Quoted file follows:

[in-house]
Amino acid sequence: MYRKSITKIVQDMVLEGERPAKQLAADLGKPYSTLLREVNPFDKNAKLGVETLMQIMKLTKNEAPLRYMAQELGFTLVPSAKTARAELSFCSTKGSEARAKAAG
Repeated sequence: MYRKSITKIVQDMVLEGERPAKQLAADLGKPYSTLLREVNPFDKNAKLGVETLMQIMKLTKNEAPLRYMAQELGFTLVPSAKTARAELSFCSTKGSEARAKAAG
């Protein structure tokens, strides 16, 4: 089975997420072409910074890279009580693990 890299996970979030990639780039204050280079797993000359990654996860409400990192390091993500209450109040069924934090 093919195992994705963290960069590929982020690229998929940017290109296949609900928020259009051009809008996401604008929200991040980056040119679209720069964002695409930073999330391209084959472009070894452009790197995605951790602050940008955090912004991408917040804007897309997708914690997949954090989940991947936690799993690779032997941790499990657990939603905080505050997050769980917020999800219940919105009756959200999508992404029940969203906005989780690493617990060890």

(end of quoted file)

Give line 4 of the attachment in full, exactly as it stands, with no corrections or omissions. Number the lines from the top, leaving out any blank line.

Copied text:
């Protein structure tokens, strides 16, 4: 089975997420072409910074890279009580693990 890299996970979030990639780039204050280079797993000359990654996860409400990192390091993500209450109040069924934090 093919195992994705963290960069590929982020690229998929940017290109296949609900928020259009051009809008996401604008929200991040980056040119679209720069964002695409930073999330391209084959472009070894452009790197995605951790602050940008955090912004991408917040804007897309997708914690997949954090989940991947936690799993690779032997941790499990657990939603905080505050997050769980917020999800219940919105009756959200999508992404029940969203906005989780690493617990060890």